Domestic Rabbit Care Sheet

Domestic Rabbit Care Sheet


It is believed that Rabbits were first domesticated over 1400 years ago in Southern France. Since then we have studied these beautiful, sweet fluffy creatures, and we now understand their wants and needs.

Rabbits are understandably active animals and they need a lot of space to be able to exercise out their natural needs such as hopping, running, stretching, digging and standing upright on their back legs. A rabbit need to be able to do all these things on a regular basis to be able to keep fit and healthy.

Although these wonderful animals are now domesticated it doesn’t mean they have lost all of it’s natural wild instincts. So it will need a place to run to so it can hide from all those nasty things that scare them like DOGS! CATS! FOXES! and any other predator that it thinks may harm them.


Housing a rabbit isn’t always as easy as you think, it takes planning, dedication and lots of consideration. Buying a hutch from your local pet shop just isn’t enough. A good pet shop should be able to guide you in how you should house you new pet rabbit.
Firstly before you buy your hutch research how big your rabbit will eventually grow. Some rabbits can grow as big as a small dog so make sure you get a hutch that is big enough for the rabbit to be able to lay out fully flat and be able to move freely around the hutch to forage and most importantly be able to stand up fully on it’s back legs without its ears touching the roof. As well as the hutch you will need a completely secure run so your rabbit can exercise properly.
When finding a place to site your hutch and run consider where the sun rises and sets so your rabbit isn’t in full sun all day or in the cold shade all day, find somewhere there is both sunshine and shade to allow the rabbit to go in out of the warm area. Also think about prevailing winds and rain you don’t want the area you choose to flood or have standing water when it rains.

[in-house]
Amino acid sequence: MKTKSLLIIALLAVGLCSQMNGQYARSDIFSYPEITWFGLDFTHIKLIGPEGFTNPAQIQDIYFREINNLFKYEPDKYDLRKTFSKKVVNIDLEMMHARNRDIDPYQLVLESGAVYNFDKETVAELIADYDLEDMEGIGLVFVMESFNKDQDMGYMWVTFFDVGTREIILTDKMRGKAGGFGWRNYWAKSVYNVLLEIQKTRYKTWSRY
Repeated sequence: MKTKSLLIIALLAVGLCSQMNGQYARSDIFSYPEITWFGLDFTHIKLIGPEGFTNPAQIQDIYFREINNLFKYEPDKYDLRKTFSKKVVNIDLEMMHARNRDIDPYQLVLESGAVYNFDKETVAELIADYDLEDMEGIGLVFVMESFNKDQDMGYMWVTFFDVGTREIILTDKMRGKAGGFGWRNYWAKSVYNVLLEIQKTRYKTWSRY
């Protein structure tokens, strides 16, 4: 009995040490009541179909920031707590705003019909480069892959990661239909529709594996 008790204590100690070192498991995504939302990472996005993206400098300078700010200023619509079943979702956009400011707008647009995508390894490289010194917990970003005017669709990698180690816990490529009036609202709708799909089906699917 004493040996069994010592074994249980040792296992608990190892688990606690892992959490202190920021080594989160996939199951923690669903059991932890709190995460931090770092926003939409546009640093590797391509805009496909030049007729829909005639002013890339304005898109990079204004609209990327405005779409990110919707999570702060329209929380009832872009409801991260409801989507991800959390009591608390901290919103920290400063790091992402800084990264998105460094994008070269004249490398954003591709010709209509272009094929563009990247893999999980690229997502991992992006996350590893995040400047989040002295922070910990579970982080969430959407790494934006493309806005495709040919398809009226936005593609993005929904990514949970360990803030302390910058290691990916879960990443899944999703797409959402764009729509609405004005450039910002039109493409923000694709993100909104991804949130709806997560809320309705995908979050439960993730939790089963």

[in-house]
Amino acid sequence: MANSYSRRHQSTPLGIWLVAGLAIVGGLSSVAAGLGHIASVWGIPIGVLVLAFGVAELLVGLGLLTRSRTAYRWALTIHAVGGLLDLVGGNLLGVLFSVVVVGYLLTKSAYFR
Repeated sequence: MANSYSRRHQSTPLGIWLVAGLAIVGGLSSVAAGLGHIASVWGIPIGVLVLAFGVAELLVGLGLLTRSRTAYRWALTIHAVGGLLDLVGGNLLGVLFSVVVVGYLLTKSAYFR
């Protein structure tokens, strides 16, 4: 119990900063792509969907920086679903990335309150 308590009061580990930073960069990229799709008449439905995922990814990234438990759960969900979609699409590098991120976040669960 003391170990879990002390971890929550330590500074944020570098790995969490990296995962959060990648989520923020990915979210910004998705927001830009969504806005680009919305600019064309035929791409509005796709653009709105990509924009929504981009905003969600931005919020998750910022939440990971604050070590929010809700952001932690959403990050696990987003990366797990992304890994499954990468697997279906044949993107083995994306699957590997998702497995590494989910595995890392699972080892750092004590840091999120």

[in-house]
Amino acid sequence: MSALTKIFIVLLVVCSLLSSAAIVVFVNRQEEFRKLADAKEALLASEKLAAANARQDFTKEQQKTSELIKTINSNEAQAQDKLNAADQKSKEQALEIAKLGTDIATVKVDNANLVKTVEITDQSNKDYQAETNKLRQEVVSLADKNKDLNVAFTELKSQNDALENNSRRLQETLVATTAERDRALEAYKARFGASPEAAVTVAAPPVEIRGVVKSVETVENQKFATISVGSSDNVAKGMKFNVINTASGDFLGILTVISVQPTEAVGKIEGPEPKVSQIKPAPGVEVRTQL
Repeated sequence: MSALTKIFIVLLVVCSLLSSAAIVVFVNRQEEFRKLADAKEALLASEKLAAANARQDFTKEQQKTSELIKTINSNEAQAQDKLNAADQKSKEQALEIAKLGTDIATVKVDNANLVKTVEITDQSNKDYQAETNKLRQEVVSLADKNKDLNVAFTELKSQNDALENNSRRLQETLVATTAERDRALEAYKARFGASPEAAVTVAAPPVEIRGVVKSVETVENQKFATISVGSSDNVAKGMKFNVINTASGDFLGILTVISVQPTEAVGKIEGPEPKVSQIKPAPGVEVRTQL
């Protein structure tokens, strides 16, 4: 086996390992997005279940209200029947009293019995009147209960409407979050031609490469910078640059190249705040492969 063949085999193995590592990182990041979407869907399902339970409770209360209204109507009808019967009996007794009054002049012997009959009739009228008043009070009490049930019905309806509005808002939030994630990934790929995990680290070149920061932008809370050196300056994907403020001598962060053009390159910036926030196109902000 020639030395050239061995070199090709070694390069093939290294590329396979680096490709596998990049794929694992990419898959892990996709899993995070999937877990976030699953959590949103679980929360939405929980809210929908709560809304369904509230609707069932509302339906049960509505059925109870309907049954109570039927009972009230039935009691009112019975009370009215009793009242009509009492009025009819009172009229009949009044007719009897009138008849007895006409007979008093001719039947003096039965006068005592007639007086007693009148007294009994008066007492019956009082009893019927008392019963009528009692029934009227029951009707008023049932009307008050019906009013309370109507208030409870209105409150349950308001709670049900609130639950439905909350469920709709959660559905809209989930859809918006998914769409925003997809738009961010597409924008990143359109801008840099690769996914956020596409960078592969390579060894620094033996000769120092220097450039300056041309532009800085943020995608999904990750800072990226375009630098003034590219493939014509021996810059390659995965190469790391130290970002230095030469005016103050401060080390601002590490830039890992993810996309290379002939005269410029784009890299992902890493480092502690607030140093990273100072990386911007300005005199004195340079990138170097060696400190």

Remember to put extra bedding where the rabbit sleeps in winter to help to keep it warm.image


All toilet facilities should be placed away from where your rabbit eats or sleeps, ideally as far away as possible. You can place a litter tray in this area with suitable litter or you can just lay some bedding down for them to go on. This area must be cleared every day with a small amount of litter/bedding left behind so the rabbit remembers where to go and then the whole accommodation should be cleaned once a week.


Food for your rabbit is so important, you must try your best to give your rabbit a good healthy diet. Rabbits in the wild mainly eat grass and other soft green plants.
Your rabbit must have hay and/or grass and fresh water every day in order to function properly, hay/grass will make up the majority of its diet if left to graze out in its run. You can feed a complimentary rabbit food or a complete food along side a selection of fresh green leaves and vegetables to ensure that your rabbit is getting all the vitamins and minerals it needs. Research which leaves and plants you can get from the wild and also look to see which fresh foods you can buy for him/her. If you have a good pet shop near by with knowledgable staff you could ask them as well. Try to offer a good variety. Safe plants include curly kale, broccoli, mint, parsley and cabbage. Do not feed your rabbit grass clippings as this can make them extremely poorly.
Always keep a good eye on the weight of your rabbit as they can easily become obese and even more importantly become very thin too which could lead to poor health.


Rabbits need stimulation so provide a variety of chews and toys so it can play out it’s natural behaviour. Try putting in shredded news paper, paper bags, old books with the covers removed. Pieces of cardboard or cardboard tubes, plastic tunnels or fabric tunnels from your pet shop. There are so many things you can give them to stop them becoming bored. The more the Rabbit uses it’s teeth the better as rabbits teeth are always growing so they need to wear them down.


It is so so important to handle your rabbit from an early age. No small animal enjoys being handle as it’s not natural for them to be picked up and stroked but the more you do this the more they will tolerate it, it will form a bond and the rabbit will learn to trust you. Handling every day is a must for all small animals, pick them up gently but firmly, supporting their hind legs and body gives them security and are less likely to struggle.
Please take this as a basic guide to keeping a Pet Rabbit, there is always more to learn whilst you are a keeper.

Key facts to remember:-

Ensure your rabbit has enough exercise daily
Has fresh water at all times
A varied complete diet
Clean accommodation
Fresh warm bedding for the colder evenings and winter
Toys and chews to prevent their teeth from growing too long.
GENTLE but firm handling every day

For more information we recommend you look at the following websites.

This care sheet was compiled and written by Ron’s Pet Supplies. Tavistock. Devon.


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